Meta Description: Bacillus anthracis a Category A agent with the potential to be used in a large-scale bioterrorism attack. The current vaccine, known as Anthrax Vaccine Adsorbed (AVA), consists of a culture filtrate from an attenuated strain adsorbed to aluminum salts as an adjuvant.
Bacillus anthracis, a rod-shaped, Gram-positive, aerobic bacterium, is the etiologic agent of the acute disease anthrax. The bacterium can form endospores that survive in harsh conditions for decades. After endospore exposure to humans or animals, illness occurs after secretion of two toxins, lethal toxin (LeTx) and edema toxin (EdTx). Depending on the route of exposure, mortality can be over 50%, even with supportive care.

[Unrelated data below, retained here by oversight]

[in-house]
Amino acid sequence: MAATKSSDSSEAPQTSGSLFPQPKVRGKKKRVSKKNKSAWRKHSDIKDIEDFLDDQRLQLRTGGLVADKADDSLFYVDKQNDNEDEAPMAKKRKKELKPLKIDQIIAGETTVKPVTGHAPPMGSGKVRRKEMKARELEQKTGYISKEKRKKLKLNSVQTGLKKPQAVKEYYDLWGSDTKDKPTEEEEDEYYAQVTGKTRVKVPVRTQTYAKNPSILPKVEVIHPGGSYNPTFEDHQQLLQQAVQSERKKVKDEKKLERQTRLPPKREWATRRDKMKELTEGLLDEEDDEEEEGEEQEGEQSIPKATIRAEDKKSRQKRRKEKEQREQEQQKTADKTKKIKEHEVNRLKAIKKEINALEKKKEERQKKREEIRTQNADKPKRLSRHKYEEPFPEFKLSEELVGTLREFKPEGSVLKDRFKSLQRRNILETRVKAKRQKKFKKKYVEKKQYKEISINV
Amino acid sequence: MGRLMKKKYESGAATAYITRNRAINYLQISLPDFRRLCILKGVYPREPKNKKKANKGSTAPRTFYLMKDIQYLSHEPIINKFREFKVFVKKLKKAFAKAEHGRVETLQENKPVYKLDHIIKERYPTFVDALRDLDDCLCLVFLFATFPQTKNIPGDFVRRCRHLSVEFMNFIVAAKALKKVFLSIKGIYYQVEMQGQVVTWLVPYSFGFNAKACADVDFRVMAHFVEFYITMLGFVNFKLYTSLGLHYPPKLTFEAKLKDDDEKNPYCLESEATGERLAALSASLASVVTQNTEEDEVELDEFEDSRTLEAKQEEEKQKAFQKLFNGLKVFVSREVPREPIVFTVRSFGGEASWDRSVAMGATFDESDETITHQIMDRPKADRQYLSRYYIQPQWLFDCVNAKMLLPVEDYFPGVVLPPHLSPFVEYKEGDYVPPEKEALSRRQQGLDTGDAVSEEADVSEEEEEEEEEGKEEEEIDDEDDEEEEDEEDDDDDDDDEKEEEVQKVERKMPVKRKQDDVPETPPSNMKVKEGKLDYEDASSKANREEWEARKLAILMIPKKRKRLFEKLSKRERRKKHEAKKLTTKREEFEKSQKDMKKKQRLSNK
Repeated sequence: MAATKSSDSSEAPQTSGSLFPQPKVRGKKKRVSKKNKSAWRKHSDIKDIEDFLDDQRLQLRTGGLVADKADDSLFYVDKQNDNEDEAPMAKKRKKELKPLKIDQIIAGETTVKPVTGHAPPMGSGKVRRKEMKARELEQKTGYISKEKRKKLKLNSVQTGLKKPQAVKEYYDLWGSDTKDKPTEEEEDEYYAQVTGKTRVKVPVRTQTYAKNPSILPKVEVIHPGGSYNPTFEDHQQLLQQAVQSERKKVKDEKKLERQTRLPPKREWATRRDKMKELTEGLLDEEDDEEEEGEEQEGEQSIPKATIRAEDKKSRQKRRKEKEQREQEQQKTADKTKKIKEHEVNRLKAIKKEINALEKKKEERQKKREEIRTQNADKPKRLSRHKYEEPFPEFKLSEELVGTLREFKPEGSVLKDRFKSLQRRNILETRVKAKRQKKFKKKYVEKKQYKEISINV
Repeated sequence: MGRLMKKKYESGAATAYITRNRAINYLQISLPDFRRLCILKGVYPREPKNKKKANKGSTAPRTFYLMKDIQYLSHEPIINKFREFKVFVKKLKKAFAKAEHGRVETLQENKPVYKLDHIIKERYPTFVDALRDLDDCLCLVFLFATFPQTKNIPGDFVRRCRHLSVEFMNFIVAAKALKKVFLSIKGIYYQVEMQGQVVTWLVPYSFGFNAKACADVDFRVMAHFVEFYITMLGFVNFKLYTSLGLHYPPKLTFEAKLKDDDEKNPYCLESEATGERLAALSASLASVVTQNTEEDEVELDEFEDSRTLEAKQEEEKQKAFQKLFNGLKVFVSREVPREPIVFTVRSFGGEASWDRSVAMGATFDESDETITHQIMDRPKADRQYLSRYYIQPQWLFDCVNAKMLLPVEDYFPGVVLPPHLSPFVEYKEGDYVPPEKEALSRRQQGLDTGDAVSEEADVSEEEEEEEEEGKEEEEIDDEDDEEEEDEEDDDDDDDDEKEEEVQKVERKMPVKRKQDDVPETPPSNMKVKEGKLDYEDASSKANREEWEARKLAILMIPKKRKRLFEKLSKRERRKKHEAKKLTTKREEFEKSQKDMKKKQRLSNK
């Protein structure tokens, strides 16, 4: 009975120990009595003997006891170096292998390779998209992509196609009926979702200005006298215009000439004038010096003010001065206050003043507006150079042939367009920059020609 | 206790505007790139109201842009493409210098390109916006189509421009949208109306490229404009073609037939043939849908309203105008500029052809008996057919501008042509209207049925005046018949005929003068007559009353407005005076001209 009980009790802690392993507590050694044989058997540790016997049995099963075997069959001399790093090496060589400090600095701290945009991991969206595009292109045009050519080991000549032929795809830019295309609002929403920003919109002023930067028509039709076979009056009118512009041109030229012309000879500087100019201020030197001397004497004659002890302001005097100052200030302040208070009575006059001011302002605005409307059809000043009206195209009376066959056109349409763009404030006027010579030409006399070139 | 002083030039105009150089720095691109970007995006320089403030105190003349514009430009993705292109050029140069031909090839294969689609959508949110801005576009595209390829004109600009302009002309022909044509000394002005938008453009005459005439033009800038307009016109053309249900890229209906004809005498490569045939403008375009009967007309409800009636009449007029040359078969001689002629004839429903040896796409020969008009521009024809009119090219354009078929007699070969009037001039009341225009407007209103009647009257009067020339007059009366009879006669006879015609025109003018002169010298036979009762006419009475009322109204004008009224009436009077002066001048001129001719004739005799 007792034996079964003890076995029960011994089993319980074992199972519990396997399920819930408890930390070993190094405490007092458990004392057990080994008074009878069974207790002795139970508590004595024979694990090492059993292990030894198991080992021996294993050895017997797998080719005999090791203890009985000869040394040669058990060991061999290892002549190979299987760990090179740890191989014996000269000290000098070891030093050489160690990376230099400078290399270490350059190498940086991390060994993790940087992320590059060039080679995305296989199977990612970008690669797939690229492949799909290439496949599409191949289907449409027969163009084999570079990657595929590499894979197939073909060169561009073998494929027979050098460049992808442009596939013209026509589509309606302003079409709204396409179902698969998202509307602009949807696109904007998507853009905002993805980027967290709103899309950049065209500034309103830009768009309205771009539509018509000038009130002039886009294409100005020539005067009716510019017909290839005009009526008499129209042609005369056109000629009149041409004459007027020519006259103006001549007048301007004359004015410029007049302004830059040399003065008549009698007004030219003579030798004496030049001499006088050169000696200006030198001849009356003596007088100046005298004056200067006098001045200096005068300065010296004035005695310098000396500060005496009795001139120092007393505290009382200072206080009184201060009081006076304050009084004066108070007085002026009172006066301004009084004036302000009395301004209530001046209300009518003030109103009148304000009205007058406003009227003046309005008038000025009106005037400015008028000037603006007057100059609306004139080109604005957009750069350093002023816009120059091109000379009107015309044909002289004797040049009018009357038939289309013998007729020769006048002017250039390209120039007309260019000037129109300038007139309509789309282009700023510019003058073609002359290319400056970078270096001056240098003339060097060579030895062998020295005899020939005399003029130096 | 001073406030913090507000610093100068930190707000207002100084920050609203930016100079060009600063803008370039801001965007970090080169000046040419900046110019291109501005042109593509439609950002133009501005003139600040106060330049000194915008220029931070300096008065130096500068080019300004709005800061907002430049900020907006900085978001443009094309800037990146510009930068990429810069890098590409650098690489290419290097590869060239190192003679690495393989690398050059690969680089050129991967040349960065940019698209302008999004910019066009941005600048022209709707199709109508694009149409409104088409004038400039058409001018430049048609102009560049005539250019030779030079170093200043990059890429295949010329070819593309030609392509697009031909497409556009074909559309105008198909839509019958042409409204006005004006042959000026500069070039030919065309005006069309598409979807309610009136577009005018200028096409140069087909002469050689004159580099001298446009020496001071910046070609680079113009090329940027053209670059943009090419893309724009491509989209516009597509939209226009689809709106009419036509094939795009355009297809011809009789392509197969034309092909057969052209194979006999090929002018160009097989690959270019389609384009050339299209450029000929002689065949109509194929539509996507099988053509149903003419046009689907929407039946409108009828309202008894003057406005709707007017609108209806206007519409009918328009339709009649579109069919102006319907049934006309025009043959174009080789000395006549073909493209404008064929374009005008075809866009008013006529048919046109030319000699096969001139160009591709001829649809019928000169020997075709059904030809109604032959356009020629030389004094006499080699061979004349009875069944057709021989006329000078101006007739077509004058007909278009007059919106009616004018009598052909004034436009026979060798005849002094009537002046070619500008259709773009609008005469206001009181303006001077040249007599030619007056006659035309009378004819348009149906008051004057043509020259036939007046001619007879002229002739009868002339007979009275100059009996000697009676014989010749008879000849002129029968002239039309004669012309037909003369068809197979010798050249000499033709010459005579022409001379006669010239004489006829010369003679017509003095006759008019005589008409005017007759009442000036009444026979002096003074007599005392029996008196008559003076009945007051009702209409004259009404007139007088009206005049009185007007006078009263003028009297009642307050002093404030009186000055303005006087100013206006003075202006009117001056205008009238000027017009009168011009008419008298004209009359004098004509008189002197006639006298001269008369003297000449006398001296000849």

Because of the high virulence characteristic, anthrax is attractive as a potential bioweapon. Indeed, it has been used previously to incapacitate foreign economies or as fear tactics. In World War I, German and French agents used glanders and anthrax in order to infect foreign nations’ livestock; in World War II, Japan used anthrax, plague, and other diseases on populations to test bioweapon potential.
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